In every war there must be a winner and a loser. The wars in Iraq and Afghanistan were the first wars where those who were sent into battle were essentially forbidden to win the war. They were not allowed to take every rational step necessary to eliminate the enemy, and protect themselves in the process. The Taliban could fight this war in any manner they saw fit. Meanwhile the Americans were hindered by ridiculous rules of engagement, and a hopelessly flawed strategy. The politicians lacking the backbone to get any blood on their hands did not give the military the manpower, and arms necessary to overwhelm the enemy and destroy him with maximum efficiency. The strongest nation in history dictated the terms of its own defeat to a group of uneducated, unskilled, medieval horsemen with outdated weapons. We could have exterminated the Taliban in less than a month with no American casualties. Instead we decided to fight a war with our arms tied behind our backs, or should I say we tied the arms of those who actually did the fighting. We lost the war in Vietnam using a flawed military strategy that required the fighters to attack the enemy then withdraw to a firebase. The next day our fighting men would have to fight all over again for the ground they had held the day before but subsequently surrendered because that was the chosen tactic. Every successful military campaign has required the military to deprive the enemy of territory to operate within. We learned nothing from those successes, or the failures of Vietnam. We did not learn from history so we were doomed to repeat it……We lost, again.
To the brave men and women of our armed forces who won every battle, I salute your courage and commitment. The end result was not your fault, it was and is our fault. We elected the politicians who demanded this defeat. We the people are the one who will reward those same politicians with reelection so long as they promise to tell us what we want to hear. We sent you to fight the Taliban, but we forbade you the right to destroy the Taliban. In the process we lost 2,210 service members killed in action, thousands more injured. In a sadly predictable fashion, the horrors of war will lead many of you seek help to silence the demons. Your cries for help will be ignored and the war will take your life years after the rest of us have declared the war over. Some of us will feel a sense of guilt but those killed were your brothers and sisters in arms. Their loss will be particularly stinging to you. I lack the words to tell you how truly sorry I am for what has been done for you.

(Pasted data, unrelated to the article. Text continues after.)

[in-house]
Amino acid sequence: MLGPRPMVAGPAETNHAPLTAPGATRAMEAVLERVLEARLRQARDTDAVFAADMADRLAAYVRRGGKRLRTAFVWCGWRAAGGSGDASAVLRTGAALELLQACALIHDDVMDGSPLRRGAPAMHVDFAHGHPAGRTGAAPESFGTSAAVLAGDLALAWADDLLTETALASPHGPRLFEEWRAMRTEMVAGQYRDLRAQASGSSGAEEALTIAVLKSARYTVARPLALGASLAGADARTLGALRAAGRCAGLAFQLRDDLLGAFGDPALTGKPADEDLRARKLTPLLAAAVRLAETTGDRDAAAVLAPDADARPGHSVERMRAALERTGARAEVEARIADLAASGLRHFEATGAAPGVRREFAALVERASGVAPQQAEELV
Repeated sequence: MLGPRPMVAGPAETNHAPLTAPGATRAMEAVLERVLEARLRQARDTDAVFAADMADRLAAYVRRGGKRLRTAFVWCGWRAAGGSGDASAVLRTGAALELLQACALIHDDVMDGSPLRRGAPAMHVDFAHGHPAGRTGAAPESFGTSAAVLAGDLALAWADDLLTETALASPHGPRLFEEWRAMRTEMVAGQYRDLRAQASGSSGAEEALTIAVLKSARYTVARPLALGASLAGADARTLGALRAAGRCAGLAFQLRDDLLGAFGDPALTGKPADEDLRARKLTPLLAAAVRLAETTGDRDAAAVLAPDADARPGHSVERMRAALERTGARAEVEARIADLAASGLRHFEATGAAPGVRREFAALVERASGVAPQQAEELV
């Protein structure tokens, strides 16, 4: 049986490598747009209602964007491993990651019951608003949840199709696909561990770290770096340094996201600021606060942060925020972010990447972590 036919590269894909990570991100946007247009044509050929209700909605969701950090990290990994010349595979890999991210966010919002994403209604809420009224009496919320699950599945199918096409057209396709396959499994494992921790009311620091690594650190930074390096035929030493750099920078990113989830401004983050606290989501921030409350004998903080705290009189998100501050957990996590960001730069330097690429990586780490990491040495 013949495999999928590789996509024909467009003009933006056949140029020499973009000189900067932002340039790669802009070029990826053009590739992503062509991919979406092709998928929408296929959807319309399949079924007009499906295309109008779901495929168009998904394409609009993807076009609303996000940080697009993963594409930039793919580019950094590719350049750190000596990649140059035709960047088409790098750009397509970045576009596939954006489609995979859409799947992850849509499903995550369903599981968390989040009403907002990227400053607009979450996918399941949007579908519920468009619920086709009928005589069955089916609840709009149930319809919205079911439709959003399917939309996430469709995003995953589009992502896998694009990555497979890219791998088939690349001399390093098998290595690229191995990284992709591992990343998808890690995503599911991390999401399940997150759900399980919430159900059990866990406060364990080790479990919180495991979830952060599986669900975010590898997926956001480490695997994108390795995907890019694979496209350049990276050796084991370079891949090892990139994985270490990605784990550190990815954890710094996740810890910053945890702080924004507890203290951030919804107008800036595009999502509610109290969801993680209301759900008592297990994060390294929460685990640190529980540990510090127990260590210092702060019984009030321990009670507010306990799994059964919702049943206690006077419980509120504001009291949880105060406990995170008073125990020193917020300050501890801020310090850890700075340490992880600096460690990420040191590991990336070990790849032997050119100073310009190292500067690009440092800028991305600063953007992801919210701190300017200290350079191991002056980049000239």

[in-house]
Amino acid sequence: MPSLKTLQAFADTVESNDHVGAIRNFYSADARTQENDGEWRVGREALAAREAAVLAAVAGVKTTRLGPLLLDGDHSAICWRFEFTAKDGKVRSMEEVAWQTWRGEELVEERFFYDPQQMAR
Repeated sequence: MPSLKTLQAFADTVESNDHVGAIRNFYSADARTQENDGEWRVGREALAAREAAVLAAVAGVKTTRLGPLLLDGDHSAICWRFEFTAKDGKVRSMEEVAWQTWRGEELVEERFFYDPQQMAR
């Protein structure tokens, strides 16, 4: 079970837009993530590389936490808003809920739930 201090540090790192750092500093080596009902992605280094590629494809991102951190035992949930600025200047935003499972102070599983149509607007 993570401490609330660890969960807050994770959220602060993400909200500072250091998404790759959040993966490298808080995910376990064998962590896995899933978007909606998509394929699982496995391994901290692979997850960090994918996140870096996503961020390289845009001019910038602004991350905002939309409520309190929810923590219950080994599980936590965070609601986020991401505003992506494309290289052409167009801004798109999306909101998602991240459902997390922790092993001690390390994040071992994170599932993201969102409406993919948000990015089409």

The last combat troops left Afghanistan today, and so begins the longest battle of that war. For America, football and the World Series were the important issues today. Lost amongst the cheering for touchdowns and home runs was the end of the longest war in American history. It seems like nobody noticed. There should have been a parade today.